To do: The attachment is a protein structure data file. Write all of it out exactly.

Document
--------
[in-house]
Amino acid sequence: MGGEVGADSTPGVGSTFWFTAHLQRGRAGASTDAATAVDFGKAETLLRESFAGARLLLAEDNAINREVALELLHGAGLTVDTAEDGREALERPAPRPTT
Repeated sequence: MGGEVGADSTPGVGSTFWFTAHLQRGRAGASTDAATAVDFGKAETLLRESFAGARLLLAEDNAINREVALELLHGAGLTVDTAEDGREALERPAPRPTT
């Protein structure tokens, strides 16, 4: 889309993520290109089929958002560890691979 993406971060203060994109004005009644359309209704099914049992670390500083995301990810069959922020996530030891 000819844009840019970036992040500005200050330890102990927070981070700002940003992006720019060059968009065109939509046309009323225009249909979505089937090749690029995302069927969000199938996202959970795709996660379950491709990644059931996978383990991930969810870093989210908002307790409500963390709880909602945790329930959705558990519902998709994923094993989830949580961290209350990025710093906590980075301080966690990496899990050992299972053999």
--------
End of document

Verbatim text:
[in-house]
Amino acid sequence: MGGEVGADSTPGVGSTFWFTAHLQRGRAGASTDAATAVDFGKAETLLRESFAGARLLLAEDNAINREVALELLHGAGLTVDTAEDGREALERPAPRPTT
Repeated sequence: MGGEVGADSTPGVGSTFWFTAHLQRGRAGASTDAATAVDFGKAETLLRESFAGARLLLAEDNAINREVALELLHGAGLTVDTAEDGREALERPAPRPTT
């Protein structure tokens, strides 16, 4: 889309993520290109089929958002560890691979 993406971060203060994109004005009644359309209704099914049992670390500083995301990810069959922020996530030891 000819844009840019970036992040500005200050330890102990927070981070700002940003992006720019060059968009065109939509046309009323225009249909979505089937090749690029995302069927969000199938996202959970795709996660379950491709990644059931996978383990991930969810870093989210908002307790409500963390709880909602945790329930959705558990519902998709994923094993989830949580961290209350990025710093906590980075301080966690990496899990050992299972053999």